The show begins with dialogue between the two central characters that is much more engaging than its opening musical number. We’re finding out about their careers, their personalities, and their dynamic, and the song seems to get in the way of this a little. The idea of new parenthood isn’t ground-breaking content in itself, but Robbie and Jess are likeable, and the humour is effective and at its best when it’s particularly acerbic. There’s the feeling of a familiar sitcom, which makes for cheerful viewing – even if the set is a little distracting, feeling unfinished (unusual for a Tron Theatre production).
However, just as it seems we can predict where things are going, A New Life takes a leftfield and ingenious turn as Jess gives birth to a grown man (Stephen Arden). He crawls, he burps, and he yells, but he also scathes, quips, and throws sarcastic comments at his parents who have no idea what he’s thinking. The surprise dramatic mechanism turns the show on its head and is a welcome comedic relief from some of the neither-here-nor-there musical sections. His incessant tap dancing also becomes a clever symbol, conveying the relentlessness of parenthood.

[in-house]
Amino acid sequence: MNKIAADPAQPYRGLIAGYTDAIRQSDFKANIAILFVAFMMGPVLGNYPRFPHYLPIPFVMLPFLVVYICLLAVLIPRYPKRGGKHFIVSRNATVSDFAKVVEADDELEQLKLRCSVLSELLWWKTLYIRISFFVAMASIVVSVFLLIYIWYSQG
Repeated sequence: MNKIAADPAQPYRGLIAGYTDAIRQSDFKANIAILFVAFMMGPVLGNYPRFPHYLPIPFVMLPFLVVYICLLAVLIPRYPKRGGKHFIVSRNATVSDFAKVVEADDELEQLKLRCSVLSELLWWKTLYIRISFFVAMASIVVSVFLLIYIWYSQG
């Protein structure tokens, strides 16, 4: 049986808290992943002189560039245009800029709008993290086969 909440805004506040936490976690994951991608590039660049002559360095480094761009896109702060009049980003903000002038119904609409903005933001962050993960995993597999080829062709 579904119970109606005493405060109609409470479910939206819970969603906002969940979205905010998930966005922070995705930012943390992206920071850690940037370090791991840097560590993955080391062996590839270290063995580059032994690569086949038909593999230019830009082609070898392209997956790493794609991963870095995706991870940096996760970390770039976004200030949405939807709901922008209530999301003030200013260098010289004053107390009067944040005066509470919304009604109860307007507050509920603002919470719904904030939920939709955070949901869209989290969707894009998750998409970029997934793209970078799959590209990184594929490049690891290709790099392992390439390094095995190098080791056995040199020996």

The show then pivots again as we shift into darker territory. As Jess struggles with her new life, it becomes apparent that she is suffering postpartum depression. The show becomes stronger for mining this topic when it could have so easily rested on surface laughs and stereotypical parenting scenarios.
Still, A New Life has incongruous elements. The songs are poppy and occasionally twee, and at crucial moments this undermines the seriousness of the content. It almost makes us wonder if this shouldn’t have been a musical at all, but rather a straight play. However, Shepherd is a standout in her protagonist role and it’s hard not to be impressed by her vocals. The show leaves us with plenty of heavy ideas to consider – mental health, motherhood, and relationships – but is a mixed bag in terms of its presentation.